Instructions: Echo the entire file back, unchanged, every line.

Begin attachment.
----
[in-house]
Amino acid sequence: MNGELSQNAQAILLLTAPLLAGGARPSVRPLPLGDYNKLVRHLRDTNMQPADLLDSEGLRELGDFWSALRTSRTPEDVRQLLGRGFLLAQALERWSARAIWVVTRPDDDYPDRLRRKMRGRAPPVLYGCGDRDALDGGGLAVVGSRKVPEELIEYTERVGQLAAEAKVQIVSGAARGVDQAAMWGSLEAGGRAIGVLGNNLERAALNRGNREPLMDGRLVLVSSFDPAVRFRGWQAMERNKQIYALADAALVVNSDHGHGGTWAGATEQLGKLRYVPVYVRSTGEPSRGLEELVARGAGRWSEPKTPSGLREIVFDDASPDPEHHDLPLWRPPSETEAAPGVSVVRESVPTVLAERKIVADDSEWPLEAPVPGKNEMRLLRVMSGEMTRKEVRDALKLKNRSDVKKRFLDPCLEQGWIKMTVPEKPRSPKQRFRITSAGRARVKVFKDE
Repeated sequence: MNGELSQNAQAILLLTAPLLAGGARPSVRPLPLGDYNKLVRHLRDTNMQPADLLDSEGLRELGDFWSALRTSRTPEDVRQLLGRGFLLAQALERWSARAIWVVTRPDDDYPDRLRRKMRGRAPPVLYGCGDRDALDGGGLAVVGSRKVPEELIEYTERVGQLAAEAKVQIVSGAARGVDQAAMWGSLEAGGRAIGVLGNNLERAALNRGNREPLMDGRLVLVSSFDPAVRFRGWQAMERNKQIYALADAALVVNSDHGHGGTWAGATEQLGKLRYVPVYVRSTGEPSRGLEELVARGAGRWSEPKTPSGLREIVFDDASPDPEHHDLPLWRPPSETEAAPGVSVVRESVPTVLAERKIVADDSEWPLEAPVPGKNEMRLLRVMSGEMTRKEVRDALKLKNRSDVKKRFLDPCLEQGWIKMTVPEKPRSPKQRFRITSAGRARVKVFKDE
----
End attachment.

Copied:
[in-house]
Amino acid sequence: MNGELSQNAQAILLLTAPLLAGGARPSVRPLPLGDYNKLVRHLRDTNMQPADLLDSEGLRELGDFWSALRTSRTPEDVRQLLGRGFLLAQALERWSARAIWVVTRPDDDYPDRLRRKMRGRAPPVLYGCGDRDALDGGGLAVVGSRKVPEELIEYTERVGQLAAEAKVQIVSGAARGVDQAAMWGSLEAGGRAIGVLGNNLERAALNRGNREPLMDGRLVLVSSFDPAVRFRGWQAMERNKQIYALADAALVVNSDHGHGGTWAGATEQLGKLRYVPVYVRSTGEPSRGLEELVARGAGRWSEPKTPSGLREIVFDDASPDPEHHDLPLWRPPSETEAAPGVSVVRESVPTVLAERKIVADDSEWPLEAPVPGKNEMRLLRVMSGEMTRKEVRDALKLKNRSDVKKRFLDPCLEQGWIKMTVPEKPRSPKQRFRITSAGRARVKVFKDE
Repeated sequence: MNGELSQNAQAILLLTAPLLAGGARPSVRPLPLGDYNKLVRHLRDTNMQPADLLDSEGLRELGDFWSALRTSRTPEDVRQLLGRGFLLAQALERWSARAIWVVTRPDDDYPDRLRRKMRGRAPPVLYGCGDRDALDGGGLAVVGSRKVPEELIEYTERVGQLAAEAKVQIVSGAARGVDQAAMWGSLEAGGRAIGVLGNNLERAALNRGNREPLMDGRLVLVSSFDPAVRFRGWQAMERNKQIYALADAALVVNSDHGHGGTWAGATEQLGKLRYVPVYVRSTGEPSRGLEELVARGAGRWSEPKTPSGLREIVFDDASPDPEHHDLPLWRPPSETEAAPGVSVVRESVPTVLAERKIVADDSEWPLEAPVPGKNEMRLLRVMSGEMTRKEVRDALKLKNRSDVKKRFLDPCLEQGWIKMTVPEKPRSPKQRFRITSAGRARVKVFKDE